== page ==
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|Case Number:||Environment and Land Appeal 1 of 2021|
|Parties:||Michael Gaiko Ngure & Joseph Kaniu Gaiko v Peter Njoroge Kinyanjui|
|Date Delivered:||25 Apr 2022|
|Court:||Environment and Land Court at Thika|
|Judge(s):||Jemutai Grace Kemei|
|Citation:||Michael Gaiko Ngure & another v Peter Njoroge Kinyanjui  eKLR|
|Advocates:||Kibet for 1st and 2nd Appellants Tumu for Respondent|
|Case History:||(Being an Appeal from the whole Judgement and order of the Learned C A Otieno-Omondi Hon Senior Principal Magistrate at Ruiru in MCLE NO 20 of 2019 delivered on the 29/4/2020).|
|Court Division:||Environment and Land|
|Advocates:||Kibet for 1st and 2nd Appellants Tumu for Respondent|
|History Docket No:||MCLE NO 20 of 2019|
|History Magistrate:||Hon. C A Otieno-Omondi - SPM|
|History Advocates:||Both Parties Represented|
|Case Outcome:||Counterclaim dismissed|
|Disclaimer:||The information contained in the above segment is not part of the judicial opinion delivered by the Court. The metadata has been prepared by Kenya Law as a guide in understanding the subject of the judicial opinion. Kenya Law makes no warranties as to the comprehensiveness or accuracy of the information|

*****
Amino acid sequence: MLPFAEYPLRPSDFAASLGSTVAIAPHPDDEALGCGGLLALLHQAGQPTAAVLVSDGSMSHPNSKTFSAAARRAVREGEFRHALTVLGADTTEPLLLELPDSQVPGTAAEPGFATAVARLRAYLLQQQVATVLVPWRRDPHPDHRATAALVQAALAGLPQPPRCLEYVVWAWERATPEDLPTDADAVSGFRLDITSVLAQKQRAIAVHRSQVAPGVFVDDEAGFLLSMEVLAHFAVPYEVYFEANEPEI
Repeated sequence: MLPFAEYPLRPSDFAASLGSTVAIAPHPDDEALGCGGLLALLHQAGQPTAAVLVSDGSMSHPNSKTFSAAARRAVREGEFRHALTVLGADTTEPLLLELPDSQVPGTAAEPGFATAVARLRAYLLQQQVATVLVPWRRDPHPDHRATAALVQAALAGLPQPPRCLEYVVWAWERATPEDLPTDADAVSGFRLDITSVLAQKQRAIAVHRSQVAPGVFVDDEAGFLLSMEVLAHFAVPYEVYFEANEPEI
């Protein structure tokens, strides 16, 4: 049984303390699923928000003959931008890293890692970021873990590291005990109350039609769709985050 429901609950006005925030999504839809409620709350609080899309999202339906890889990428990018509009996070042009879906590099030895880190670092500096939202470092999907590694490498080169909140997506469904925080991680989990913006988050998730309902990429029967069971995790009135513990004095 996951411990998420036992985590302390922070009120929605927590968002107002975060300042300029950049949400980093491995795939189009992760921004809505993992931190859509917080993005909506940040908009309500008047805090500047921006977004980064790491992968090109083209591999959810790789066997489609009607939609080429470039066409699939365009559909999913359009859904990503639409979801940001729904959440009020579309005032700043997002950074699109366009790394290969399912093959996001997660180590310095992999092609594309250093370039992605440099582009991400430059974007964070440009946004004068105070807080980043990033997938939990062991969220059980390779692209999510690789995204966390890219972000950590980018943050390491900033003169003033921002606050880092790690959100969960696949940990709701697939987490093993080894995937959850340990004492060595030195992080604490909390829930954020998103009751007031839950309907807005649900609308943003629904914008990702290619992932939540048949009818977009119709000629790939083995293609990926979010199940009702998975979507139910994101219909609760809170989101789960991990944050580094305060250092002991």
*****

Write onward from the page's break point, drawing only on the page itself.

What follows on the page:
REPUBLIC OF KENYA
IN THE ENVIRONMENT & LAND COURT AT THIKA
ELCA NO 20 OF 2020
MICHAEL GAIKO NGURE...........................1ST APPELLANT
JOSEPH KANIU GAIKO..............................2ND APPELLANT
PETER NJOROGE KINYANJUI.....................RESPONDENT
(Being an Appeal from the whole Judgement and order of
the Learned C A OTIENO-OMONDI Hon Senior Principal
Magistrate at Ruiru in MCLE NO 20 of 2019 delivered on the 29/4/2020).
1. The Respondent/Plaintiff in this Appeal moved the trial Court vide a plaint filed on the 20/4/2019 seeking orders of vacant possession, permanent injunction restraining the Appellants/Plaintiffs from interfering with the quiet possession of RUIRU/RUIRU/EAST BLOCK2/3224 and its subdivisions (suit lands); mesne profits and general damages for trespass.
2. It was his case that he acquired the property from one Njeri Ngugi and upon being registered as owner embarked on the subdivision of the suit land into 16 plots and when he wanted to affix the beacons, the Defendants trespassed onto the suit land and removed beacons without any justifiable reason thus occasioning him loss and suffering.